by Sharon Rondeau

(Jun. 5, 2021) — Reacting to Facebook’s Friday announcement that it would ban 45th President of the United States Donald J. Trump from its platform for “two years,” Trump wrote that “Facebook’s ruling is an insult to the record-setting 75M people, plus many others, who voted for us in the 2020 Rigged Presidential Election.”

He further accused the social-media giant of “censoring and silencing,” concluding with, “…ultimately, we will win. Our Country can’t take this abuse anymore!”

Facebook’s decision followed a May 5 pronouncement by its “Oversight Board” to continue Trump’s suspension initiated early this year. In an unprecedented move, shortly after the January 6 incursion at the U.S. Capitol as Congress was tallying the electoral votes, Facebook, Twitter, and other social-media sites closed or suspended the sitting president’s account, claiming any future statements of Trump’s might promote violence.

“We are today announcing new enforcement protocols to be applied in exceptional cases such as this, and we are confirming the time-bound penalty consistent with those protocols which we are applying to Mr. Trump’s accounts,” wrote Facebook’s VP of Global Affairs Nick Clegg on Friday. “Given the gravity of the circumstances that led to Mr. Trump’s suspension, we believe his actions constituted a severe violation of our rules which merit the highest penalty available under the new enforcement protocols. We are suspending his accounts for two years, effective from the date of the initial suspension on January 7 this year.”

Trump was also widely blamed in political circles after he gave an impassioned speech at the Ellipse in Washington, DC to as many as a million supporters who believed the election had been stolen and handed to Democrat Joe Biden, whose campaign events, in contrast to Trump’s, were rare and sparsely attended. Biden had twice unsuccessfully run for president in the past, and questions had arisen from some regarding his mental acuity and involvement in his son Hunter’s business dealings in Ukraine, China and other countries.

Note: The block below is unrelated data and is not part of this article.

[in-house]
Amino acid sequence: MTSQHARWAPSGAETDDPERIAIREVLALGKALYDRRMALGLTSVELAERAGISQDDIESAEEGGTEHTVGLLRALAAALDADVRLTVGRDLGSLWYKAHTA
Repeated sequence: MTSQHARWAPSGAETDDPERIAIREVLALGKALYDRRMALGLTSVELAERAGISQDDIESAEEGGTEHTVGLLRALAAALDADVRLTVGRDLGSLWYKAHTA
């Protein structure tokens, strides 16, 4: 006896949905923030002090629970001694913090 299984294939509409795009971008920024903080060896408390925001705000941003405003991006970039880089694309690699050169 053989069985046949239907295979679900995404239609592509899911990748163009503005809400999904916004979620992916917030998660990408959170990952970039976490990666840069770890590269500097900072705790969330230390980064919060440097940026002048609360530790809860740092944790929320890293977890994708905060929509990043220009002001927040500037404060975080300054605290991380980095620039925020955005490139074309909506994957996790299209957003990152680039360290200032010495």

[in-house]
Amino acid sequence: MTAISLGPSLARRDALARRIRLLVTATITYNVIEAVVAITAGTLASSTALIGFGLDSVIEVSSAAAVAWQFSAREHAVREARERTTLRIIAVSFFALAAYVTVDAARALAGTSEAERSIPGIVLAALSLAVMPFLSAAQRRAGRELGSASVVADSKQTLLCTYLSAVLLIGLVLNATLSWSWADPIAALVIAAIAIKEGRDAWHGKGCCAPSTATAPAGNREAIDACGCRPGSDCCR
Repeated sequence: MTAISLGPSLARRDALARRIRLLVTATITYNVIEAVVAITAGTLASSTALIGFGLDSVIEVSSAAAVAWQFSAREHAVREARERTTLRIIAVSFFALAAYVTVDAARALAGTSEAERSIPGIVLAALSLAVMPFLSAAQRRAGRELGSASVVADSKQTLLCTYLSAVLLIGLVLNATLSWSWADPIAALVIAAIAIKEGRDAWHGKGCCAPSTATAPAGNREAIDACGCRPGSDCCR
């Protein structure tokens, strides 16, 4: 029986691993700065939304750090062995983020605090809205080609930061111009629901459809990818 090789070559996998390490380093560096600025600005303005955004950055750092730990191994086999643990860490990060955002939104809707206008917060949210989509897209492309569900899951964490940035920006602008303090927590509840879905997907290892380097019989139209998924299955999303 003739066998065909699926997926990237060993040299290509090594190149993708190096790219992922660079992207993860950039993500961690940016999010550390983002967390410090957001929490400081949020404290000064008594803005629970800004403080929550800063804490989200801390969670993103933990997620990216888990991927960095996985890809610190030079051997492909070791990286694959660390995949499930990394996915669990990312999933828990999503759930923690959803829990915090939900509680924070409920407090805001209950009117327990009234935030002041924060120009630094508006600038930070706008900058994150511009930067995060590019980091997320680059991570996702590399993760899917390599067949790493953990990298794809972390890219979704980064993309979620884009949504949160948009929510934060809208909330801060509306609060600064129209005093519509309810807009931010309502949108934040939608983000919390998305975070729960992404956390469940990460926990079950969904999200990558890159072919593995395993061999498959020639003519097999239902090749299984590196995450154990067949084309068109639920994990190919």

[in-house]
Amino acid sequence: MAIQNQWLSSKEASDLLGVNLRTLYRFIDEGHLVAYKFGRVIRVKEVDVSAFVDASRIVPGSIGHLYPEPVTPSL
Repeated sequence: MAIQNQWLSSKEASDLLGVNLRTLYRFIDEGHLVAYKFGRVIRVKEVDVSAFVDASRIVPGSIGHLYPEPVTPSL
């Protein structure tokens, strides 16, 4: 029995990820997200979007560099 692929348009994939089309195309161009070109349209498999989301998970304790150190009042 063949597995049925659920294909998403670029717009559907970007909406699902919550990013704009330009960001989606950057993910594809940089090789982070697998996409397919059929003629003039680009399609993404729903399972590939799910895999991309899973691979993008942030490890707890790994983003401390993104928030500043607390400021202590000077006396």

Although urging those in attendance to “peacefully and patriotically make your voices heard” at the Capitol that day, the U.S. House of Representatives impeached Trump a second time, claiming that he “incited insurrection,” with seven Senate Republicans voting in favor of conviction at the conclusion of the February trial. The remedy of “removal from office,” as stated in Article II, Section 4 of the U.S. Constitution, was then a moot point.

In at least one post-election analysis, Facebook was determined to have donated more than $419 million to two non-profit organizations, the Center for Technology and Civic Life (CTCL) and the Center for Innovation and Election Research (CEIR), which then reportedly worked with local elections officials and Democratic Party-aligned groups to establish absentee-ballot drop-boxes and other protocols not contemplated by current state and federal laws but permitted in the wake of the coronavirus pandemic.

The Wisconsin Spotlight obtained documents demonstrating that in regard to CTCL,”local elections officials worked with the center’s partner organizations, like the National Vote at Home Institute. Emails show longtime Democratic operative Michael Spitzer-Rubenstein, Wisconsin lead for the institute, was intricately involved in the administration of Green Bay’s and Milwaukee’s elections, even offering to ‘cure’ or correct absentee ballots.”

The Wisconsin legislature, which has a Republican majority, is reportedly investigating the ties between Zuckerberg’s money and public officials in Wisconsin’s five major cities which benefited from it.

According to The Center Square on May 26:

In the months leading up to November’s election, voting officials in major cities and counties worked with a progressive group funded by Facebook founder Mark Zuckerberg and its allies to create ballots, strategically target voters and develop “cure” letters in situations where mail-in ballots were in danger of being tossed out.

The Center for Tech and Civic Life, or CTCL, provided millions of dollars in private funding for the elections that came from a $350 million donation from Zuckerberg and his wife, Priscilla Chan. The CTCL gave “COVID-19 response” grants of varying amounts to 2,500 municipalities in 49 states.

In exchange for the money, elections divisions agreed to conduct their elections according to conditions set out by the CTCL, which is led by former members of the New Organizing Institute, a training center for progressive groups and Democratic campaigns.

In a statement approximately an hour later on Friday, Trump wrote, “Next time I’m in the White House there will be no more dinners, at his request, with Mark Zuckerberg and his wife. It will be all business!”

The 22nd Amendment states that

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